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Combating Tardiness and Creating Effective Morning Routines - Parenting Connection

The honeymoon period for the new year may be wearing off and you may be finding that mornings are getting more and more tough.  If you find that your children are significantly less enthusiastic about bouncing out of bed and preparing for school, you are not alone.  That said, tardiness to school can have a wide range of negative outcomes for students.  Below are some ideas for young children to help bypass the drama.  Keep in mind that Montessori children are used to independence, to having a say, and to consistency. 

  • Have 5 bins of the same color available for your child to plan their outfits for the week.  On Sunday nights, create time for your child to put outfits together for the entire week.  This allows your child the option to choose their clothes for the week, while also limiting the overwhelm of an entire closet or dresser full of clothes when morning time is limited.  When my kids were young, each of them had their own colored bins and they were stacked in their rooms for the week. They chose the outfit from which ever bin they wanted each day.  BONUS: this is a great way to give your child more involvement and interest in helping with the laundry.
  • Create a visual chart which shows all the tasks a child must complete in the mornings.  Pictures of a toothbrush, breakfast, lunch box, backpack, etc. can help a child feel more independent. BONUS: laminate your chart and let your child use a wipe-off marker to cross off items as they are completed.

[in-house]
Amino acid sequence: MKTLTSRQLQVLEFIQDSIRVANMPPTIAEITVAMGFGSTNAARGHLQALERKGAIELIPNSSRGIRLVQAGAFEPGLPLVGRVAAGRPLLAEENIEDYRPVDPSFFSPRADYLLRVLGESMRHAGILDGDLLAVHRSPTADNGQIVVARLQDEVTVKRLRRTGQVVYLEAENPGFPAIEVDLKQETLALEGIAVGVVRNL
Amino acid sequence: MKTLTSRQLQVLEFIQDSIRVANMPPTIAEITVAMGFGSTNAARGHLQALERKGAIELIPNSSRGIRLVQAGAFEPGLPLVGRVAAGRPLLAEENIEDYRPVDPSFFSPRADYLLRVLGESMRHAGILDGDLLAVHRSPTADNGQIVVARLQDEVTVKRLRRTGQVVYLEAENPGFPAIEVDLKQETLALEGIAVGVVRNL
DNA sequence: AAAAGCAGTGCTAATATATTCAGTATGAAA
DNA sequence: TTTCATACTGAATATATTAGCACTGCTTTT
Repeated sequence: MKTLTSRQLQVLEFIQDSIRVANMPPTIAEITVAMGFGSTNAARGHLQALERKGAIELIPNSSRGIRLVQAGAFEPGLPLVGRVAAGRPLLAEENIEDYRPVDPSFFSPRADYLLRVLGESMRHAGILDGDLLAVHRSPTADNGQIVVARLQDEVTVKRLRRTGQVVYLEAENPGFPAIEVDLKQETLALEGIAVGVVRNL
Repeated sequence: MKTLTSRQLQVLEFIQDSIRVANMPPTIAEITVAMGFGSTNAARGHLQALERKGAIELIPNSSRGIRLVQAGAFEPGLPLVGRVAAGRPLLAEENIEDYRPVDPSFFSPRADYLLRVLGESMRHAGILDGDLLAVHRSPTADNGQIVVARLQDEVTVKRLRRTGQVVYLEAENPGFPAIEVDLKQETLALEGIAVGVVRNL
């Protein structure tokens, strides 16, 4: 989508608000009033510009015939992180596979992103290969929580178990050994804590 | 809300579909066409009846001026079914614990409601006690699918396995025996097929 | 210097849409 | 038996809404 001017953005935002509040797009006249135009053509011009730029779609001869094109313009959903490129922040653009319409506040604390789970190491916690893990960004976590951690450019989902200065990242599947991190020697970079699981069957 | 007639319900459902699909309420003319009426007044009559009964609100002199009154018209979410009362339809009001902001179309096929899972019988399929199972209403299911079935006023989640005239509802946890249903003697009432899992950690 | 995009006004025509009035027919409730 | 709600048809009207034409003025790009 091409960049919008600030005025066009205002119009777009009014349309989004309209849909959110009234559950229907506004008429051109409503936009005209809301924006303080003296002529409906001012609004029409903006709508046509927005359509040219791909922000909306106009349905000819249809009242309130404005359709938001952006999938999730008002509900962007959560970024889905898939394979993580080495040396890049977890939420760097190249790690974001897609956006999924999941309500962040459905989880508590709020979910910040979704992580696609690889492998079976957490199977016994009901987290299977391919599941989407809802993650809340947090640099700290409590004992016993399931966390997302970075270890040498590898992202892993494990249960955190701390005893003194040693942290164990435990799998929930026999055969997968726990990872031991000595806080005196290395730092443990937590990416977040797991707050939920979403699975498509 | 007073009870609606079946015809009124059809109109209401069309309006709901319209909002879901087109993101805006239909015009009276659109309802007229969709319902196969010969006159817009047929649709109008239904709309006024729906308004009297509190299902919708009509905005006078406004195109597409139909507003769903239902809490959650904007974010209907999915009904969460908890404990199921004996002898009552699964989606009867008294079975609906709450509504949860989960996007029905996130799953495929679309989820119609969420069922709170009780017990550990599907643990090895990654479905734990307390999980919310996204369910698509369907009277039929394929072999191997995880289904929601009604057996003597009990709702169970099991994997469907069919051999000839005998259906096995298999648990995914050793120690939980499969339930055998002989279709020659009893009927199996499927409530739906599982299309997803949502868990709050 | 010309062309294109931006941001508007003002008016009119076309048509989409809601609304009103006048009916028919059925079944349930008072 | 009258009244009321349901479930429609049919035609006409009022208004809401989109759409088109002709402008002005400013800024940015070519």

• When you are about 5 minutes from having to walk out the door, play a song and remind your child that when the song ends, it's time to leave the house.  BONUS: next favorite song?  In the car!
  • Montessori children are used to routine and predictability. Make sure everything has a place and that time for each task is figured in to your child's routine. BONUS: backpacks, lunchboxes, shoes, etc. are placed in this space upon returning from school each day. 
  • Consider having a visual list of items your child needs to have to walk out the door placed right at the door. Ie; backpack, lunch box, blankets, etc. BONUS: create your own list so everyone's walking out the door prepared. And, are there any things on the list that you and your child can do together? Think brushing teeth, packing lunches, or putting on shoes. 
  • Prep as many things as possible the night before.  Pack lunches, give baths, etc. BONUS: visual charts with appropriate food items help children pack their lunches independently, a great task for kids while you prep or clean up from dinner. 
  • Give your child some uninterrupted one-on-one time before leaving the house.  Take some deep breaths together, snuggle, listen to you favorite songs or do some other activity together. BONUS: if this time is set aside for after they've accomplished all other tasks, it can be a motivator.  However, don't use it as a consequence for not moving quickly enough. Make this time sacred and consider that some times or some kids might need this sacred time in order to feel motivated to get going.  Do what works best for your child. 
  • In the car, talk about what happens when we get to school. (First, we will drop of (brother/sister), then we will walk to your class and you can put on your inside shoes,  we will have a hug, kiss and high five, and then I will leave.) BONUS: Keep this routine consistent but, if your child has ideas for adjusting it that are manageable, allow them to weigh in. Most people are more motivated by a plan or routine they've helped develop. 
  • Show your child that timeliness is important to you and it will become more important to them. BONUS: peaceful mornings with a moment to breathe before you move onto the next part of your day! 

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